By Allyn Gaestel, Paradigm Shift Staff Writer
Sex work advocates from around New York gathered at The Tank March 30 for a wide-ranging conversation on human rights, feminism and sex work in New York and internationally. The audience started out quiet. Christina Cicchelli, a porn actress and panelist asked the room “How many of you watch porn?” The whole panel raised their hands, but few audience members did. Cicchelli responded, “In your mind I’m sure you’re saying ‘yes!’ But you can’t raise your hand right now.”
The panelists each introduced themselves and spoke of their individual work as sex work advocates. Experts ranged from lawyers to youth advocates and media liaisons. Later, as the question and answer period warmed up, audience members asked provocative questions that took the panel in new directions. One question was about what all these activists and advocates were working for, what were their long term goals, and what would the sex work industry look like if they could have it how they want.
The responses demonstrated the specific emphases the panelists have in their work, but the overriding theme—one that fits so perfectly with the question of the links between feminism, human rights and sex work—was that a utopian world for sex work would be linked to a utopian world for everyone, with justice across the employment sector, equality in terms of race, gender, sexual orientation and respect for youth. The responses were inspiring and quotes are located below.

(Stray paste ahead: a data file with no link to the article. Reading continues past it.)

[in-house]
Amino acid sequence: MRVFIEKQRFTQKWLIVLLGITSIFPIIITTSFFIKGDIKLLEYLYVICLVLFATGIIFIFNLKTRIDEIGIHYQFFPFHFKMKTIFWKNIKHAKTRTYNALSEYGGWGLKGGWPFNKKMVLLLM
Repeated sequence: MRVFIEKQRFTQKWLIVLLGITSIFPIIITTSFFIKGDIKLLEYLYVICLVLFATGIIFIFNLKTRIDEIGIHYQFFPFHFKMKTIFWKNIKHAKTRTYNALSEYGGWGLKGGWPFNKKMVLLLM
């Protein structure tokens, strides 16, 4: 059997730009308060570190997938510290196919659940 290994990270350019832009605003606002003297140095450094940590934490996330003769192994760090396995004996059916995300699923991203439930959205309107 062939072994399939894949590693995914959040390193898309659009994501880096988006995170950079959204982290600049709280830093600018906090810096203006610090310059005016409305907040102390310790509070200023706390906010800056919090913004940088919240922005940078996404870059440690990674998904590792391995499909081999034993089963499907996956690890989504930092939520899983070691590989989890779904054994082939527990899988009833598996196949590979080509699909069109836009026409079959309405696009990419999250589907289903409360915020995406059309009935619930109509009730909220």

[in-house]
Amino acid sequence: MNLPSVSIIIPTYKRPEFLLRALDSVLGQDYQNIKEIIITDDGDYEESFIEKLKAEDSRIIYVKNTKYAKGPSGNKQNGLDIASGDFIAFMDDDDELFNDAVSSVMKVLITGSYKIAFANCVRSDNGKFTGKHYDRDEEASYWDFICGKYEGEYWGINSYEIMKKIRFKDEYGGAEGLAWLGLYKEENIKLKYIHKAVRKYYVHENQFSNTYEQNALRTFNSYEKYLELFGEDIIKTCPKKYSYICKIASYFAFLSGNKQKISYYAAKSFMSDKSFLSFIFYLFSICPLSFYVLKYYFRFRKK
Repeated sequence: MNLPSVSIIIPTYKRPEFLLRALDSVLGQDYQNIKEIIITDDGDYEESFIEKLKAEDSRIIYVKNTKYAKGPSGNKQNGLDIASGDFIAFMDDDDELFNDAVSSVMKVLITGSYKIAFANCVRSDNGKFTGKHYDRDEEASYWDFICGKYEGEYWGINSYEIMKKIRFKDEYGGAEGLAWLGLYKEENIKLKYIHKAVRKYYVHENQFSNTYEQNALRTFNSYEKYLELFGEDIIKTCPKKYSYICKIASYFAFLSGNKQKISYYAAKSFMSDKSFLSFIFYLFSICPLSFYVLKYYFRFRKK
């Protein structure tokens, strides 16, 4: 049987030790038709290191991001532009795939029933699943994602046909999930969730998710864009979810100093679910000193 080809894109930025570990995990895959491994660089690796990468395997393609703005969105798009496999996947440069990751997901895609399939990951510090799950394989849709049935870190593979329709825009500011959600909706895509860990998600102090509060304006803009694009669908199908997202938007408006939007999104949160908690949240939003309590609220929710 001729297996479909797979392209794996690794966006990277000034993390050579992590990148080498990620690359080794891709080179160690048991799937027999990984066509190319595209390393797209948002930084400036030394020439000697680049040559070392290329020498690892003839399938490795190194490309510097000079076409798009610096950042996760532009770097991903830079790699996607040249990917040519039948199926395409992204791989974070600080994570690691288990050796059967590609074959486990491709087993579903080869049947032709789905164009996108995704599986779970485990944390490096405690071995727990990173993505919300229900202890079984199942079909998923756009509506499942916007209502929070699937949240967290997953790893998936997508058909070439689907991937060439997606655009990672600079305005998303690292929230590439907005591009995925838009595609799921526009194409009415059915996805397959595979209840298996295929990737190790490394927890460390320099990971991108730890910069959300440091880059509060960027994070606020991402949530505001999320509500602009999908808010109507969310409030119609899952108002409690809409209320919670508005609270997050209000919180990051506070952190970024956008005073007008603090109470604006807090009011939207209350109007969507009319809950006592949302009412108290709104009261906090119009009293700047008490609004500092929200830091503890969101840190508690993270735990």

This is a central issue for those interested in any movement building, it’s not a question of empowering one group or making specific changes for a certain population. Rather, everything is linked, and all of society must be engaged in movements to push through positive change. For exploited sex workers to be empowered, they must have options in and outside of the sex industry, and for sex workers by choice to do their job in peace, society must break down the barriers of stigma and criminalization.
Audacia Ray works for the International Women’s Health Coalition, is a respected author and co-founder of Sex Work Awareness.